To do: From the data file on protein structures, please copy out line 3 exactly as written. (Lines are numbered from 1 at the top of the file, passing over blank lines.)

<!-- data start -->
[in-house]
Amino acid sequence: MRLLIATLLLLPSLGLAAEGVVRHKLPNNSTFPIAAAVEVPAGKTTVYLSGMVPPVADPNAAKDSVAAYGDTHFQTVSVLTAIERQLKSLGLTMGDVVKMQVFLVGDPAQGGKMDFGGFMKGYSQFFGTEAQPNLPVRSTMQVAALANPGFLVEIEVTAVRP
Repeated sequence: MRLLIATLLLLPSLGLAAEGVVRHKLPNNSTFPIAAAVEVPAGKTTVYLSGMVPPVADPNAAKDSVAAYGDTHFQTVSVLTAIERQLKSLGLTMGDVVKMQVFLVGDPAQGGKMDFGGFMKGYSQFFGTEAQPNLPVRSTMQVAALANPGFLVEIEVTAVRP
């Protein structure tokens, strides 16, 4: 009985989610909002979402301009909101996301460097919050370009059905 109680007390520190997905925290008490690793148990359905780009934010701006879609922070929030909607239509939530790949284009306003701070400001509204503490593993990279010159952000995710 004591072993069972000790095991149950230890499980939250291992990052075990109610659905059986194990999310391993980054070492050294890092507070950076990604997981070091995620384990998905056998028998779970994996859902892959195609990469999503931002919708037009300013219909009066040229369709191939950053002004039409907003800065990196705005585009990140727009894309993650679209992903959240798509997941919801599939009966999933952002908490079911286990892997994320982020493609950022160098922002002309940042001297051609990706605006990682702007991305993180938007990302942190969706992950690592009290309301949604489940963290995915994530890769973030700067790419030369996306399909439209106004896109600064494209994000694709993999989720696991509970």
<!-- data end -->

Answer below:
Repeated sequence: MRLLIATLLLLPSLGLAAEGVVRHKLPNNSTFPIAAAVEVPAGKTTVYLSGMVPPVADPNAAKDSVAAYGDTHFQTVSVLTAIERQLKSLGLTMGDVVKMQVFLVGDPAQGGKMDFGGFMKGYSQFFGTEAQPNLPVRSTMQVAALANPGFLVEIEVTAVRP